Australia's next Governor-General selected

<![CDATA[Quentin Bryce, Governor General of Australia, will be retiring in March

The Governor-General Ms Quentin Bryce AC CVO is soon set to retire and rumours have been rife about who is going to replace her for months. On Tuesday, the appointment was confirmed when the Australian Prime Minister, Tony Abbott, announced that Australia’s 26th Governor-General will be General Peter Cosgrove AC MC.
General Cosgrove, 66, was Chief of Her Majesty’s Australian defence force from 2002 to 2005, and has 40 years service in the military having been deployed to Vietnam and East Timor. Mr Abbott said that General Cosgrove “has demonstrated a commitment to our country and a commitment of service” at a press conference held at Parliament House. Mr Abbott also spoke highly of the outgoing Governor-General saying “she served with grace.”
Peter Cosgrove will be Governor-General at the 100th anniversary of the landing of the ANZAC troops at Gallipoli in Turkey. Many Australians see this as a fitting tribute as he is a decorated war hero and former chief of the armed forces. General Cosgrove has said he will do his best to visit and meet as many Australians as he can, be that visiting troops on bases, meeting people in the street and at functions.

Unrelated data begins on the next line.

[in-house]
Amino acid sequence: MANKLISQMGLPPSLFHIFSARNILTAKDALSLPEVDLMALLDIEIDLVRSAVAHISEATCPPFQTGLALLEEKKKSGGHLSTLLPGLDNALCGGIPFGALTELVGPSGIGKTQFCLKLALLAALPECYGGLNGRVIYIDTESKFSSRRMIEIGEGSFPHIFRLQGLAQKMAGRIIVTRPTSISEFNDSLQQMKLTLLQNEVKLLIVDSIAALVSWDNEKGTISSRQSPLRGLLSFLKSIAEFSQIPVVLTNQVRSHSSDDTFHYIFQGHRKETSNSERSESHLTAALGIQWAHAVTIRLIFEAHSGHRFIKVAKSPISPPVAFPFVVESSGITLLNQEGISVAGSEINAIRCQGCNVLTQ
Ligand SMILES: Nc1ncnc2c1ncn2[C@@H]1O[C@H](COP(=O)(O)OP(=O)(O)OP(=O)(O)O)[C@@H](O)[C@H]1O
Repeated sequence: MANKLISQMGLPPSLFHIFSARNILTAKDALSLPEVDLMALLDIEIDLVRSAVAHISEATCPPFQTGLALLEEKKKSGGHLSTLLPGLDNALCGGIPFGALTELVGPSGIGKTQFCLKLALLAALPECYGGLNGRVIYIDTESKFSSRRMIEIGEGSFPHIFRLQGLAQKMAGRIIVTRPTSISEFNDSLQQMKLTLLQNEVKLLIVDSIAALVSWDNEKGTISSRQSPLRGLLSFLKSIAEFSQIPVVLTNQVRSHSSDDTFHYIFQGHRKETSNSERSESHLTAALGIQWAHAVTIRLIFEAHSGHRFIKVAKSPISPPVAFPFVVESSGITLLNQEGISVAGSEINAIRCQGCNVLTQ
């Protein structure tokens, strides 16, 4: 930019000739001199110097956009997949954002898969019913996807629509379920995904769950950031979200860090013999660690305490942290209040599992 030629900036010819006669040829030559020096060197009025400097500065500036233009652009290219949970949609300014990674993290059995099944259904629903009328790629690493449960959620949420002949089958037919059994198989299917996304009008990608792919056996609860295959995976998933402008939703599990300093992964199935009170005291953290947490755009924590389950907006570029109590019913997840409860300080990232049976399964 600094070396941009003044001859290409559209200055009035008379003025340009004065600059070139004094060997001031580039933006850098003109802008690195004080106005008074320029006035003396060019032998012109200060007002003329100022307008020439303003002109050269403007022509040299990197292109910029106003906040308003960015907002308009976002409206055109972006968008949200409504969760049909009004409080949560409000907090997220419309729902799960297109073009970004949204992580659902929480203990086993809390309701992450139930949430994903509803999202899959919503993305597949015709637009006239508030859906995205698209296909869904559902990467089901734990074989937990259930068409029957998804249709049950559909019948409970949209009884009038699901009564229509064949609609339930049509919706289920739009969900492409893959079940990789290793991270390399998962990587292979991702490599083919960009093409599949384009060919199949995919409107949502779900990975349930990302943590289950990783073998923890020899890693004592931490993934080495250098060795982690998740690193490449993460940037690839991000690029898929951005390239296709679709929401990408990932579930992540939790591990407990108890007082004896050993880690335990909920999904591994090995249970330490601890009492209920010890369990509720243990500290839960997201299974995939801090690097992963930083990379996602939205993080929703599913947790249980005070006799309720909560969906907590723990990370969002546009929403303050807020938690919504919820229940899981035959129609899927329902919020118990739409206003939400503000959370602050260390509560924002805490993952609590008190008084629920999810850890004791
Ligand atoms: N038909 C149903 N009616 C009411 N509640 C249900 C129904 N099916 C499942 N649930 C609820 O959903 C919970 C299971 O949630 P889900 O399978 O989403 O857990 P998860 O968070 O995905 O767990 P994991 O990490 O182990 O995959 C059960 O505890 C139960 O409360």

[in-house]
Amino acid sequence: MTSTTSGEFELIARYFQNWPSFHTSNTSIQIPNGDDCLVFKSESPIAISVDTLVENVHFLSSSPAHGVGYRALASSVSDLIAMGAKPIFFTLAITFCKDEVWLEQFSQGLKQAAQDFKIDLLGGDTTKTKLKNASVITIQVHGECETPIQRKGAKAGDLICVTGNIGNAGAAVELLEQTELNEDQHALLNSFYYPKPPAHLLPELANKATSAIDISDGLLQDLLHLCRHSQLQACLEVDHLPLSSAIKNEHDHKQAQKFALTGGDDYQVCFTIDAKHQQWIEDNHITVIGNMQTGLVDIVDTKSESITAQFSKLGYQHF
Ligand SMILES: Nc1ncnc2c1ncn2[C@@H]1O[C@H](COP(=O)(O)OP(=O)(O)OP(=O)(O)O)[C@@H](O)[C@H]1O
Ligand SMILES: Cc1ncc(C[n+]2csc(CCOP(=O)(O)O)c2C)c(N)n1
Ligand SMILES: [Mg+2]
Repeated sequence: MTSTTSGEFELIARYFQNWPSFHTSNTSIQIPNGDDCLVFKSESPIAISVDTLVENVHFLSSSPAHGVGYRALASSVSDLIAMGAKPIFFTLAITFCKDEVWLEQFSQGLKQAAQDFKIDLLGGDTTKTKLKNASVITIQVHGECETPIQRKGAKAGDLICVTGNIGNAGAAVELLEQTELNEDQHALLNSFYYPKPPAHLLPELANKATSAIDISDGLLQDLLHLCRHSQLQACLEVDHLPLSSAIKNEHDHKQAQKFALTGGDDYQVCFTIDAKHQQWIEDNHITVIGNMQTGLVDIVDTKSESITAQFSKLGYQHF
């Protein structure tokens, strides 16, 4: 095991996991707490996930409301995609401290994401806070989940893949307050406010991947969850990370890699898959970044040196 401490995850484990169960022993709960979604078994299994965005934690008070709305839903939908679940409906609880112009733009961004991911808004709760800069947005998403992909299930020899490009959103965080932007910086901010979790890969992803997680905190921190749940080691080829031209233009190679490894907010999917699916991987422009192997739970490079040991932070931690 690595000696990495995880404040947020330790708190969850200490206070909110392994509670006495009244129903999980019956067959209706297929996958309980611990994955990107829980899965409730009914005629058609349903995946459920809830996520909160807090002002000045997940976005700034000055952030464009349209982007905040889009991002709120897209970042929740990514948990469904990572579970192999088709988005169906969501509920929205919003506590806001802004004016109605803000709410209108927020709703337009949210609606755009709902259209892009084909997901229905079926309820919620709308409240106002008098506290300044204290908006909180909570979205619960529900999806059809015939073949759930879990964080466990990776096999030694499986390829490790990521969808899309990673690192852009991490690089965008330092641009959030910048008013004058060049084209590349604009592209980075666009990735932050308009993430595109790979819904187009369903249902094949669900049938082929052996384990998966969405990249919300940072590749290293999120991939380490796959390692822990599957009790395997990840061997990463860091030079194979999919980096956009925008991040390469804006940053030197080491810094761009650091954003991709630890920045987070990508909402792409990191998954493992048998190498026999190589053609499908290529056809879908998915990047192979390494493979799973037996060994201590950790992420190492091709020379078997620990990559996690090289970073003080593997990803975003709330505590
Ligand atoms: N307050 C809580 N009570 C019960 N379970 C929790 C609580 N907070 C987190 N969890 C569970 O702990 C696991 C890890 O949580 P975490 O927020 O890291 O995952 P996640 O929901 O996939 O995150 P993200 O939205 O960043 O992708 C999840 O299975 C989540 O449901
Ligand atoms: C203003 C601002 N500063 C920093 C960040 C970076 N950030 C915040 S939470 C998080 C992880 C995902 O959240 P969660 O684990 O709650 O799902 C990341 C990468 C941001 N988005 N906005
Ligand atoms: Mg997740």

With The Queen being Australia’s head of state, it is the governor-general’s role to report to Her Majesty on a regular business and commission any decisions The Queen wishes to make. The governor-general’s role is rather ceremonial, although they do have the power to act on The Queen’s behalf in matters of government.
Ms Bryce, who recently came under fire by Monarchists for comments made during a speech last year, will retire in March after her contract expires.
Any news of the Royal Family in Australia causes discussions surrounding the republican debate. At this time, no referendum is on the horizon with the Australian Prime Minister being a firm believer in what the Monarchy represents in the country and the importance of Australia’s strong ties with Britain.
Photo credit: Brent Hunter – Author]]>